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Living with Angina
You can find all the necessary information to understand angina, its global impact, its causes and consequences, and how to get angina under control.

Why get checked?

Discover the stories of other people living with angina

What do I need to pay attention to?

The risk factors1

The following factors play an important role in a person’s chances of developing angina. You may have one or more but don’t worry, you can be proactive by making lifestyle changes.

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High heart rate
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Family history of heart disease
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Unhealthy diet
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High blood pressure
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Lack of exercise
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Excessive alcohol consumption
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High cholesterol
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Increasing age
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Emotional stress
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The possible complications1,2

The pain or discomfort caused by angina may interfere with some of your daily activities and require rest. However, the most serious complication that can occur is a myocardial infarction, also called heart attack, which can lead to cardiac arrest. This is why it is important to listen carefully to your doctor’s recommendations and to make some lifestyle changes.

Risk factors

(Lack of exercise, smoking, diabetes, high blood, pressures, etc)

Reduction in the diameter of the artery due to fatty deposits or spasms

Imbalance between O2 supply and demand

Myocardial ischemia

Myocardial infarction

(cardiac arrest)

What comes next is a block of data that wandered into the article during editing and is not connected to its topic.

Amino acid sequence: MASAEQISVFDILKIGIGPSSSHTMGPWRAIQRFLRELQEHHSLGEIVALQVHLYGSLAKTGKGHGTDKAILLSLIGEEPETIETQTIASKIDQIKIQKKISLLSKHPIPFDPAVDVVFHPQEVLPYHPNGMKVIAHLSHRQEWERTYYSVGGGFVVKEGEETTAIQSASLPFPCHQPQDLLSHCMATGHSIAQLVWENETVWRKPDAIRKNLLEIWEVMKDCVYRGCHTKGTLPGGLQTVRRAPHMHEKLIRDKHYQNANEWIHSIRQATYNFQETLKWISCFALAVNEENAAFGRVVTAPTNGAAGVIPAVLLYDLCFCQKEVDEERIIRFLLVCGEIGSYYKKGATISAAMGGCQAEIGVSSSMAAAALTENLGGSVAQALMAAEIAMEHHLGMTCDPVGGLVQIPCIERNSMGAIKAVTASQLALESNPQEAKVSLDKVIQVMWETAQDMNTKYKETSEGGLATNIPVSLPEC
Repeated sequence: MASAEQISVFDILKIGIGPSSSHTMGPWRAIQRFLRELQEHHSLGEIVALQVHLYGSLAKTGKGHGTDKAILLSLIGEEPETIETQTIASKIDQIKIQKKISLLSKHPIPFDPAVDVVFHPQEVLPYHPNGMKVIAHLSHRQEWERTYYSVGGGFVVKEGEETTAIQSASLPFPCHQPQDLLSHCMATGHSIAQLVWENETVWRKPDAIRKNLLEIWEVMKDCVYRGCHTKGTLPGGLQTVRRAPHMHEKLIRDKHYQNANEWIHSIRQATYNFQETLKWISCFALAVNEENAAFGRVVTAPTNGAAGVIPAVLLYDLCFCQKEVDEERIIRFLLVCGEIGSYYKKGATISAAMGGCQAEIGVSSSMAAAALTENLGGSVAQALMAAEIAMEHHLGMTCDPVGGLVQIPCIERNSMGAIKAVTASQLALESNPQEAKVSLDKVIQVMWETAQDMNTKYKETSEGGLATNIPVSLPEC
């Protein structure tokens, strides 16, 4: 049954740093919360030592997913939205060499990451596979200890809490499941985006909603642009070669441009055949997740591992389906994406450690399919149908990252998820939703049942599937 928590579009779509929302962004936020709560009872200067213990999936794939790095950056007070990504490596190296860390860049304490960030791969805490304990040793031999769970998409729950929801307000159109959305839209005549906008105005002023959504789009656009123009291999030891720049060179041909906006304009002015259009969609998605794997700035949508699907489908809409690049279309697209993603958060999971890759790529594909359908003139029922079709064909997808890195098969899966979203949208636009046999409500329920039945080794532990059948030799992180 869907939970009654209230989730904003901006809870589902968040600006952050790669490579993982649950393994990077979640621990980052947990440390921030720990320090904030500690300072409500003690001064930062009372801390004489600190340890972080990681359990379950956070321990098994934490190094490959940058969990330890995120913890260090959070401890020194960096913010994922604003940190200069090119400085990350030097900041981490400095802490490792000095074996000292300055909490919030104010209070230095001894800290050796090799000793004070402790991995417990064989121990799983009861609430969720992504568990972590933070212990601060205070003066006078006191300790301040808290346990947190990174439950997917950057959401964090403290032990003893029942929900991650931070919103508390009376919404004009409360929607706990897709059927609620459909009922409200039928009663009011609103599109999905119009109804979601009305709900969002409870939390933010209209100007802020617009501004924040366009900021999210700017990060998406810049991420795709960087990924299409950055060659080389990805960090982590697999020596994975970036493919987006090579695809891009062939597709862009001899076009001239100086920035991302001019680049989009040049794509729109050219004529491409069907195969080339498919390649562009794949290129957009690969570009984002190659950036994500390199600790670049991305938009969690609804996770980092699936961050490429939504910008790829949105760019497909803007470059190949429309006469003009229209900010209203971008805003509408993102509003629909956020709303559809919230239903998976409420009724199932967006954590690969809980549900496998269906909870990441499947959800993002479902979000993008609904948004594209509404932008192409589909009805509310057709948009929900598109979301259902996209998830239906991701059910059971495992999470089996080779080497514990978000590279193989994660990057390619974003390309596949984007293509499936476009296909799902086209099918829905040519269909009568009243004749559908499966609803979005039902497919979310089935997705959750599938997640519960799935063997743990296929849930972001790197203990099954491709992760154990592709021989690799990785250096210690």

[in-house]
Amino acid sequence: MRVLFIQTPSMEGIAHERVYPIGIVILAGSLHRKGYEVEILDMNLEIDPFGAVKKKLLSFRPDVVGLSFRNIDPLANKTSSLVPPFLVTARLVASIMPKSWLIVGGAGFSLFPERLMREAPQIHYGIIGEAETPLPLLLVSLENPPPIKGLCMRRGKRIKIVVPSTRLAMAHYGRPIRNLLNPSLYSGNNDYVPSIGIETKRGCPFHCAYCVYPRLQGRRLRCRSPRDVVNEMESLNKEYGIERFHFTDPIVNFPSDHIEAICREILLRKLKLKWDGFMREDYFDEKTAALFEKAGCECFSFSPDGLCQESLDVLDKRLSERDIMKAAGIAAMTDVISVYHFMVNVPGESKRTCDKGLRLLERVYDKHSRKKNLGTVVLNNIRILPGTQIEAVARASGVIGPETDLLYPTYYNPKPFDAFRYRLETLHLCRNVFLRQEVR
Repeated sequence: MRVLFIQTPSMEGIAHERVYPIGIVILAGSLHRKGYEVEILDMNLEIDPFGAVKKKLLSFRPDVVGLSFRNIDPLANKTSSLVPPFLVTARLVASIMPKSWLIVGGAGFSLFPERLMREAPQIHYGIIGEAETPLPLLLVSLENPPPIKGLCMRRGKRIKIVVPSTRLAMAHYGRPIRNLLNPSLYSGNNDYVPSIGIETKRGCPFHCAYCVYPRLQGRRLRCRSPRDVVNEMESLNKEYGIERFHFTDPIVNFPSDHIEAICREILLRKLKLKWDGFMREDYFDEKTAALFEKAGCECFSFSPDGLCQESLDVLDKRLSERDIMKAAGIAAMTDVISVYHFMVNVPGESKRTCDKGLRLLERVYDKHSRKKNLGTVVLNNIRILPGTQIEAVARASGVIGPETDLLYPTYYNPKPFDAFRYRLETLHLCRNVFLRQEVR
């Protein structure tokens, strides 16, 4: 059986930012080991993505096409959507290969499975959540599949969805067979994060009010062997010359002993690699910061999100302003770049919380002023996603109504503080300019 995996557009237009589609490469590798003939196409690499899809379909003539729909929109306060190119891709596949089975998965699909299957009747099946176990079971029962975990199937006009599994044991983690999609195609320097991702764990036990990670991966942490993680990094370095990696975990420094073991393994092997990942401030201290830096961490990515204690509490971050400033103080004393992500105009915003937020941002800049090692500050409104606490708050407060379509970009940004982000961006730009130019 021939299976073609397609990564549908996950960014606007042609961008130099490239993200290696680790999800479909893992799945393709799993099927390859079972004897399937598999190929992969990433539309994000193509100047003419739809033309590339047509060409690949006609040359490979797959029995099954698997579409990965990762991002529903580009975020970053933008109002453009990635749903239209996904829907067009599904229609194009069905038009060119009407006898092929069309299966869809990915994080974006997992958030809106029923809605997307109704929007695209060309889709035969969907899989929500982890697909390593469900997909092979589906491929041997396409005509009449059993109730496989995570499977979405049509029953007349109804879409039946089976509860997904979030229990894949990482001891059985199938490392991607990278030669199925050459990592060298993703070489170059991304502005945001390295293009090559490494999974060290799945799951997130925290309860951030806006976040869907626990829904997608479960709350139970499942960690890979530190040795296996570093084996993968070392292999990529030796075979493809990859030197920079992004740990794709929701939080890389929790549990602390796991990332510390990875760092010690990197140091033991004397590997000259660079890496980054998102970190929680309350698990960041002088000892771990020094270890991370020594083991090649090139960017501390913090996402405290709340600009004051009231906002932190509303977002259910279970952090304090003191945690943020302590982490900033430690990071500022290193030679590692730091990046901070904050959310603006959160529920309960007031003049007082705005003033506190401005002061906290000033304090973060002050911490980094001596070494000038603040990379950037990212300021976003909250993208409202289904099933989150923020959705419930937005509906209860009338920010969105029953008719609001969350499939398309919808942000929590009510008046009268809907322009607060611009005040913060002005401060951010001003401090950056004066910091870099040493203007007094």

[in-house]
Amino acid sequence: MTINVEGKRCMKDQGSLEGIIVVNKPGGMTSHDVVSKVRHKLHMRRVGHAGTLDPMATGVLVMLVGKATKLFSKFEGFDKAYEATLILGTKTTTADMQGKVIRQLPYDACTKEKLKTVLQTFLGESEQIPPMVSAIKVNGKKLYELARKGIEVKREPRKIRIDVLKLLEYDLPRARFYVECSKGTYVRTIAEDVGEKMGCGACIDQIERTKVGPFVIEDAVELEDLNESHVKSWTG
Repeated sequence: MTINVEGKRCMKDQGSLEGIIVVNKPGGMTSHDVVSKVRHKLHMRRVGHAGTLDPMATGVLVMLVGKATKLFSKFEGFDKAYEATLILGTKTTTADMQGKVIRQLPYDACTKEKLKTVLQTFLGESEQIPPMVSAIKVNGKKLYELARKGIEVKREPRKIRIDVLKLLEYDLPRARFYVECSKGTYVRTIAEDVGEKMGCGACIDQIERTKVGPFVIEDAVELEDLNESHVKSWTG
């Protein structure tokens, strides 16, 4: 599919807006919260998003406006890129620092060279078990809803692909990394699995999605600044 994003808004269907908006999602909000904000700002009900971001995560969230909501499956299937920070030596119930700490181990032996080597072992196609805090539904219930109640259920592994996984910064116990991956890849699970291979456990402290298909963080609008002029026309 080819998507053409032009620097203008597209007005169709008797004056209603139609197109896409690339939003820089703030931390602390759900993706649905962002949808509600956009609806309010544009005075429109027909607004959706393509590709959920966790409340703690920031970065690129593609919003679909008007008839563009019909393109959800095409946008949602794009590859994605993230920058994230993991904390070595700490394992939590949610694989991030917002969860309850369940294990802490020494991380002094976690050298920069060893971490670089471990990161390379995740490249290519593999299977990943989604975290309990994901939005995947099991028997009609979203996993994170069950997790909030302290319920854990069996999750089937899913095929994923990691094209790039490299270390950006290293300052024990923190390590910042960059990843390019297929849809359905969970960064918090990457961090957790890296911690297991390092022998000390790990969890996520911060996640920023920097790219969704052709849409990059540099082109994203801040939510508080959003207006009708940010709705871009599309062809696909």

Heart Failure

How is Angina diagnosed?1

Measures your heart’s activity to see if your heart is functioning properly
Produces images of your heart to check if your heart is damaged
Stress test
To see your heart’s response while you exercise
Blood tests
To check for some specific proteins that are released in your blood when your heart is suffering
Chest X-rays
Takes images of your heart and lungs to see if how you feel is caused by other conditions
Coronary angiography
Takes a series of images of your coronary vessels in your heart to analyze the state and level of obstruction
Cardiac Computerized tomography
Imaging test where you lie in a doughnut-shaped machine that will take pictures of your heart and chest
Cardiac magnetic resonance imaging
Imaging test where you lie in a tube-like machine that will create detailed pictures of your heart and blood vessels

Your doctor may diagnose angina based on:

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A physical exam
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Your symptoms
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Your risk factors
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Your family’s medical history

Light bulbDid you know?


of patients have underrecognized Angina3
why get checked angina doctor illustration

What should I ask my doctor?​4

Use this checklist to help you prepare for your next doctor visit
    • What treatments are available and what do you recommend?
    • What’s the most likely cause of my symptoms?
    • How often do i need to have a follow-up visit with you about angina?
    • What websites do you recommend visiting? What foods should I eat or avoid?
    • Are there any brochures or other printed materials that I can take home with me?

Show references


Custodis F et al. J Cardiol. 2013;62(3):183-187.
Qintar M et al. Eur Heart J Qual Care Clin Outcomes. 2016;2(3):208-214.
ESC Working Group on Cardiovascular Pharmacotherapy. How to Prepare Your Medical Visit: Advice for Angina Patients. Suresnes, France: Servier; 2020.